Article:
Along with teaching art, my husband Garry and I had both held responsible positions as heads of faculty. For both of us the commitments had been all-consuming and often very stressful, not only dealing with the needs of pupils but having to deal with the ever more demanding changes affecting the education management. It was always interesting to note that if pupils were misbehaving in a particular class, they were often sent to the art room. One boy, I particularly remember, spent at least half of his weekly lessons in the art room due to his disruptive attitude in other classes. During the time that he spent there, he would be completely engrossed and calm, had no inclination to be disruptive and also managed to produce a huge ceramic wall panel. I realised that so much of this disruptive behaviour can be attributed to frustration, lack of understanding and therefore not achieving. Reverse this pattern and behaviour could improve.
The beginning of our love affair
In November 1995, at the age of 50, I retired from my position as the art teacher in a comprehensive school in the UK. My husband Garry had already retired from art teaching, and to celebrate my retirement we visited India for the first time, that was the start of a great ‘love affair’ with this country and her people. During our first visit to India, we were introduced to a totally new and stimulating environment, and we instantly knew that we wanted to explore and experience more. Three months later we made our second visit to South India and a year later to Rajasthan. During all our years of teaching art we never had the time, or energy, to develop our own work.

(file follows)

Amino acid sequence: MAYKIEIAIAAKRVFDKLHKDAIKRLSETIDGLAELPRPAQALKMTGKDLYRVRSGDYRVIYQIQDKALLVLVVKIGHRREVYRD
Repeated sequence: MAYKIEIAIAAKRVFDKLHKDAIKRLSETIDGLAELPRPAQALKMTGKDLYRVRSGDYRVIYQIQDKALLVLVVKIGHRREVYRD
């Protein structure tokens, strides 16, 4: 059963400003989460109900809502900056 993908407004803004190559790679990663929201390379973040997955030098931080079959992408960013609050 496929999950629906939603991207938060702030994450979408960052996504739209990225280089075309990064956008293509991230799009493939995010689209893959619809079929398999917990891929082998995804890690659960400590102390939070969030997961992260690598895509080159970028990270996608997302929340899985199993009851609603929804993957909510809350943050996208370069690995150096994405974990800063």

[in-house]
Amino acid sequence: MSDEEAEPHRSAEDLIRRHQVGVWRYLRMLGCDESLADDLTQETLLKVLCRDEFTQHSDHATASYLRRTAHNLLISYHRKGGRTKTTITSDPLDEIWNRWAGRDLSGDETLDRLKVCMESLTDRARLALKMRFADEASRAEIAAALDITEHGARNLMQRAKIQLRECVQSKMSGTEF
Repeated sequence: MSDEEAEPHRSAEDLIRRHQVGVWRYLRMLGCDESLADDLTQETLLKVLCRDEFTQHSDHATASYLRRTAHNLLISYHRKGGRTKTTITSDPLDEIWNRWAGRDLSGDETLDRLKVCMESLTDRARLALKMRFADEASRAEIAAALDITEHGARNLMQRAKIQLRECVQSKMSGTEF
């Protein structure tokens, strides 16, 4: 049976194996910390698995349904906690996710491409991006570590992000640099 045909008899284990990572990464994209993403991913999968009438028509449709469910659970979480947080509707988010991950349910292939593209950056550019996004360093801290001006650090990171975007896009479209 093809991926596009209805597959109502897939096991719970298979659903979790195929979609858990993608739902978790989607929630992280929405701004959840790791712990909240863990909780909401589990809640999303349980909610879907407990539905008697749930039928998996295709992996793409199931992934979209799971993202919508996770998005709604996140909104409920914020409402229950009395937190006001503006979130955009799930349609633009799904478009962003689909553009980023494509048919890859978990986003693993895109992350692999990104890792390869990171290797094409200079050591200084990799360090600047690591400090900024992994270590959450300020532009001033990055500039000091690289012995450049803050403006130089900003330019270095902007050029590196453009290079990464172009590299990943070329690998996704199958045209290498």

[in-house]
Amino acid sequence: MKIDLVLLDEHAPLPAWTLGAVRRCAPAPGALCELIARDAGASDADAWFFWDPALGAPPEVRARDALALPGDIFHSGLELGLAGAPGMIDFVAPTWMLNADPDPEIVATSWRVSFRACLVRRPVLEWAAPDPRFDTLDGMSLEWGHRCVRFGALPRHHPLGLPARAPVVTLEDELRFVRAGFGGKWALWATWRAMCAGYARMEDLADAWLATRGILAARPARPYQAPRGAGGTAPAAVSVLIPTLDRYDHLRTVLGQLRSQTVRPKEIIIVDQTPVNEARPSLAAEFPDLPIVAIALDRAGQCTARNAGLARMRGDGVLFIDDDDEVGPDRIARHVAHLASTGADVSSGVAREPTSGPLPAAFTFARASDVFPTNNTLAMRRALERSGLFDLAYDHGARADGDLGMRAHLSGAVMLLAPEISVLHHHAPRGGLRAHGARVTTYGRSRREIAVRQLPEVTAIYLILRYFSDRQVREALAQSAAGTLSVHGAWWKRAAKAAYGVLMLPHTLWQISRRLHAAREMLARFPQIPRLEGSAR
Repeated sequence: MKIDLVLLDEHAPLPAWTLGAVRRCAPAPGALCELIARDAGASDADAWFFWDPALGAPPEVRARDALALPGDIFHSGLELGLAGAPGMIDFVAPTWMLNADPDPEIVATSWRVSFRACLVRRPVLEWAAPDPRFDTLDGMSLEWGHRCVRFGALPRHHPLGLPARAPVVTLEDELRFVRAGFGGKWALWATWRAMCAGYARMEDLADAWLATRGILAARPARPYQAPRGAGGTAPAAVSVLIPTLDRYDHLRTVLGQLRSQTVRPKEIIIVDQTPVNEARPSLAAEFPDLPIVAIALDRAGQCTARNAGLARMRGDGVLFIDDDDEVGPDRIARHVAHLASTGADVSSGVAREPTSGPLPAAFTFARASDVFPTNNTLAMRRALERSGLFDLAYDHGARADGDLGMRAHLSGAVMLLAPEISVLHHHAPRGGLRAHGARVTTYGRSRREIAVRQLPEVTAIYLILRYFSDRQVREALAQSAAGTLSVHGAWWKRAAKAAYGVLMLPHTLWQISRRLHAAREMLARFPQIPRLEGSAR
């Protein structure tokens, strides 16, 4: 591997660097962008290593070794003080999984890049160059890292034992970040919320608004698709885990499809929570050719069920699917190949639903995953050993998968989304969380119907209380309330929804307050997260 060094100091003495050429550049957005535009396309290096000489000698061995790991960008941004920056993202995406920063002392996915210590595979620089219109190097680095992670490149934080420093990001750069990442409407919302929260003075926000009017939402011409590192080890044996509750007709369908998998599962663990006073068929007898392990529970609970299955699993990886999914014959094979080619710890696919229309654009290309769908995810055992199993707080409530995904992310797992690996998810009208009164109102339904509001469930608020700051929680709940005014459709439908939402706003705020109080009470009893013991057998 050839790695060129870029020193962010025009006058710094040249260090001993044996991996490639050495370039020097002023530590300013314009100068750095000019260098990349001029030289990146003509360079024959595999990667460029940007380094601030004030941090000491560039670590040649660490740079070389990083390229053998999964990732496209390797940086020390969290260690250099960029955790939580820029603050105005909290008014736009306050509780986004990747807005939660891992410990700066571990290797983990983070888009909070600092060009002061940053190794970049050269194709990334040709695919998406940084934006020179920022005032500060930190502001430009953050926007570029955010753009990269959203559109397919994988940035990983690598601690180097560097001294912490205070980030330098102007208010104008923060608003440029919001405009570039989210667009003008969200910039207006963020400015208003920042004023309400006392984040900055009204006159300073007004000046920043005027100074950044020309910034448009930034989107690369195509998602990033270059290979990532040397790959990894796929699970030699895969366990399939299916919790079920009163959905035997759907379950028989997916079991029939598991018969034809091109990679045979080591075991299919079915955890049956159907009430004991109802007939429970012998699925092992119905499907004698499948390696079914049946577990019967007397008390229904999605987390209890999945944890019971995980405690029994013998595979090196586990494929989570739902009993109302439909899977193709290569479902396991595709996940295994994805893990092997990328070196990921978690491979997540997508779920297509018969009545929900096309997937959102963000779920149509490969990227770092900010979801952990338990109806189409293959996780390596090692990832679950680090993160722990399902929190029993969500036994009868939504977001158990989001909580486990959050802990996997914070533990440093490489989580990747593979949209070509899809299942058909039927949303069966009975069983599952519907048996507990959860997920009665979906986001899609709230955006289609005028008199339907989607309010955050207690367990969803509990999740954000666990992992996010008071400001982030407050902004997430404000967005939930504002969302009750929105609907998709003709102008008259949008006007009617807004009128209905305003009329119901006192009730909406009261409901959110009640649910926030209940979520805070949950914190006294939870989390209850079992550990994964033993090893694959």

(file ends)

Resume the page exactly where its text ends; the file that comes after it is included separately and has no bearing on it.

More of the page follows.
Suddenly, our visit to Rajasthan in 1997, provided just the spark we needed. I had a short previous career as a fashion designer in the 1970s and had specialised in highly decorative, individual garments. Now we began to see some wonderfully decorative, rich fabrics in the garments and tribal quilts, not precious in themselves but vibrant and inspiring. We began to see that we could take ideas from these and develop them into ceramic wall panels, by trying to use the hard fired clay to emulate the softer, folded fabric. Our wall panels would include impressing with clay blocks into the soft clay to give a textured surface, screen printing, mono printing, free painting, rich gold lustre and stitching.
Honing creativity in others
Using some or all of these techniques we began to conduct tile workshops, with full classes from 8-year-old children to senior citizen groups. Running workshops for people who have perhaps never handled clay before is a real delight and we focus very much on personal achievement. It is possible to spend many years perfecting particular techniques, but as our workshop groups have no intention of becoming professional potters, without exception, they find enormous enjoyment and wellbeing in producing two pieces of work waiting to be fired and glazed, all done in just one day. Because of the concentration it requires, it is very therapeutic to create something beautiful from an unprepossessing lump of clay. It becomes an ‘escape’ from a stressful or frustrating job or everyday life which in itself may not be so satisfying. It is wonderful to work with creative people and even more so to work with people who perhaps consider that they are in no way creative but nonetheless surprise themselves with what they manage to achieve... the need to be creative is inherent in everyone.